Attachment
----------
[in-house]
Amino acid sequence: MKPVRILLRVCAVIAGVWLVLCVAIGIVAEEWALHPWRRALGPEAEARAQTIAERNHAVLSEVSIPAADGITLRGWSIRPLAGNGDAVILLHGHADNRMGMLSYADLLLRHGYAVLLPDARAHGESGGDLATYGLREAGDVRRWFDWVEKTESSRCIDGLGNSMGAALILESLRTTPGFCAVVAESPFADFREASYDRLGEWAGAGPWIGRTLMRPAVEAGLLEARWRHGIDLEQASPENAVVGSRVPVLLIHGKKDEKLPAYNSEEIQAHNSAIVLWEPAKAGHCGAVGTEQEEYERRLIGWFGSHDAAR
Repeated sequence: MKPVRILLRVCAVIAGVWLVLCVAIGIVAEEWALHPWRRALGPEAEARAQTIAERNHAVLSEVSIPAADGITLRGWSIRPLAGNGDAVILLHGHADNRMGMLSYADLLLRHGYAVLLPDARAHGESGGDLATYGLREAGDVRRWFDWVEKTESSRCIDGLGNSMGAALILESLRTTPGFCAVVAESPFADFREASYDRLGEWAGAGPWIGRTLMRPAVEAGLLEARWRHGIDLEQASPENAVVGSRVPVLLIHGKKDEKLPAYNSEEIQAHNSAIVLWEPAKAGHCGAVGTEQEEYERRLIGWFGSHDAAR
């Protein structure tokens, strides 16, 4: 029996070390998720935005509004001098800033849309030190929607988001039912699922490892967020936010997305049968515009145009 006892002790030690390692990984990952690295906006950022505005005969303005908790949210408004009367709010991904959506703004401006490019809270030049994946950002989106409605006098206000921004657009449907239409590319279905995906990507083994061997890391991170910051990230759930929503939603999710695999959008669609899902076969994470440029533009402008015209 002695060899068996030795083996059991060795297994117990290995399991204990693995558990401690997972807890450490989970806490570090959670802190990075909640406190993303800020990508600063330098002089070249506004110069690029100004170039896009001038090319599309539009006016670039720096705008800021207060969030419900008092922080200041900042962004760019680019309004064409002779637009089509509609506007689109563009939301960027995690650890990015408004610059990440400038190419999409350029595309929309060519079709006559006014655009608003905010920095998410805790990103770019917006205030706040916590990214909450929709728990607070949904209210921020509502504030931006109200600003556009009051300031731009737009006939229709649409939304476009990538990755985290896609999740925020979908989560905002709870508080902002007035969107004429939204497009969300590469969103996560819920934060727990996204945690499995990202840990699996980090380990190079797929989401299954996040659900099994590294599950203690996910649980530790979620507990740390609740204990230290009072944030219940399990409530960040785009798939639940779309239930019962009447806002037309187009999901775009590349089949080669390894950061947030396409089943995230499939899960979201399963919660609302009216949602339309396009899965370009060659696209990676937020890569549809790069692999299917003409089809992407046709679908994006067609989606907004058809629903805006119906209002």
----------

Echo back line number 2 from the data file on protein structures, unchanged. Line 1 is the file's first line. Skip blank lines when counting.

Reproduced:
Amino acid sequence: MKPVRILLRVCAVIAGVWLVLCVAIGIVAEEWALHPWRRALGPEAEARAQTIAERNHAVLSEVSIPAADGITLRGWSIRPLAGNGDAVILLHGHADNRMGMLSYADLLLRHGYAVLLPDARAHGESGGDLATYGLREAGDVRRWFDWVEKTESSRCIDGLGNSMGAALILESLRTTPGFCAVVAESPFADFREASYDRLGEWAGAGPWIGRTLMRPAVEAGLLEARWRHGIDLEQASPENAVVGSRVPVLLIHGKKDEKLPAYNSEEIQAHNSAIVLWEPAKAGHCGAVGTEQEEYERRLIGWFGSHDAAR